The following guest sermon was submitted by ULC minister Robert West. All ULC Ministers are invited to contribute their own sermons for consideration/publication. To submit a sermon, please email it to firstname.lastname@example.org.
With Easter coming up, I thought I'd share an enlightening moment I had regarding a key difference between Catholic and Protestant doctrine.
As a Free Methodist, I grew up with a different understanding of the Holy Communion than my Catholic friends. While I always knew that the Eucharist was a sacred sacrament, I was taught to see the bread and the juice as symbolic representations of Jesus' sacrifice on the cross. Imagine my surprise upon learning about the Catholic belief of transubstantiation! To be honest, I was a little horrified, but also fascinated by this concept.
Transubstantiation is the belief that during the Holy Communion, the bread and juice (well, it seems for Catholics it’s actually wine) are transformed into the physical body and blood of Jesus Christ. For them, this is all facilitated through the priest's consecration of the elements, which elevates their substance while somehow leaving their outward appearance unchanged. To a Catholic, this means that they are literally consuming the body and blood of Christ during the Eucharist!
My young protestant mind was blown. We worship the same God of Abraham as Catholics, we both achieve salvation through the sacrifice of His son, and I had always assumed the difference between us was like those between different protestant denominations, where it consisted in simply a different focus on agreed upon aspects of Christianity. I suppose this is still true to an extent, and while notions of purgatory and holy water were foreign to me, they were easy to understand.
This, however, this was strange and even a bit unsettling.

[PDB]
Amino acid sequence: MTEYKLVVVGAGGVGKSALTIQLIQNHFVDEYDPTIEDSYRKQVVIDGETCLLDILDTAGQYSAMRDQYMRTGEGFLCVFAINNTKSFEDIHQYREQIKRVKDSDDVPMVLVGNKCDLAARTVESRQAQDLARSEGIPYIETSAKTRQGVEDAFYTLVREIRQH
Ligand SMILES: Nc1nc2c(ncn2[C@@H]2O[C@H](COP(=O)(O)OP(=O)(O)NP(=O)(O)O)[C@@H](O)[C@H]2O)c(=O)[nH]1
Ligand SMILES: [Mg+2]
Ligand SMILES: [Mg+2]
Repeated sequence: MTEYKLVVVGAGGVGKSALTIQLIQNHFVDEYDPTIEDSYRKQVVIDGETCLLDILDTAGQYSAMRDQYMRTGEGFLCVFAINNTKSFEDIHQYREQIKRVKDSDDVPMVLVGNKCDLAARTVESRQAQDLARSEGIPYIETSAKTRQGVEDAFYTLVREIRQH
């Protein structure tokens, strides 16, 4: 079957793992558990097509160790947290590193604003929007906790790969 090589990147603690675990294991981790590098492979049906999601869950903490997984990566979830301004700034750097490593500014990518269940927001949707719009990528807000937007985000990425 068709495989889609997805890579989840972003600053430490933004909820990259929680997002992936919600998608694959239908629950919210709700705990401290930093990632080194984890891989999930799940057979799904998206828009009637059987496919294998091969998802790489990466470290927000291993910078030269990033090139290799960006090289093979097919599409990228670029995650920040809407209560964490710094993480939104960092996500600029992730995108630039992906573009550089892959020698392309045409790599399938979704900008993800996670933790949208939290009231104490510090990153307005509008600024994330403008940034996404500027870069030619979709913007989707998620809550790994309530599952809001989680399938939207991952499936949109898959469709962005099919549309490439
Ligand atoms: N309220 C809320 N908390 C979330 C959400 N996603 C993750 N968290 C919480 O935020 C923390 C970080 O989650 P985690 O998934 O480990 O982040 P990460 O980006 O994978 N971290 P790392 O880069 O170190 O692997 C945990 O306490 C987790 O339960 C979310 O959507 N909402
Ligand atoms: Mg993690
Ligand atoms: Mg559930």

The idea of consuming Jesus’ actual body and blood, chewing the same flesh that was whipped by the Romans and swallowing the same blood that spilled down the cross; it all seemed practically sacrilegious to me at first. However, as I began to learn more about the Catholic belief, I started to appreciate the profound spiritual significance that it held for many of them.
One of the key differences between the two ways of understanding the sacrament is the role of the priest in the consecration of the elements. While protestants generally believe that anyone can lead the Eucharist, Catholics believe that only a priest, who has been ordained and has the power of consecration, can perform the necessary rites to transform the bread and wine.
For Catholics, the act of consuming the Eucharist is not just a symbolic gesture, but a way of physically connecting with Christ and receiving His grace. The more visceral aspect forces one to consider the true cost of salvation, and it is okay to be rocked out of the comfort in doing something just for the sake of ritual. It is believed that through the Communion, Catholics can participate in the sacrifice that Christ made on the cross and that they can be united with him in a deeply personal way.
While I still view the sacrament as being purely symbolic, learning about the Catholic perspective has given me a new appreciation for its significance. It has broadened my understanding of the spiritual richness and depth that faith holds for Christians of all denominations.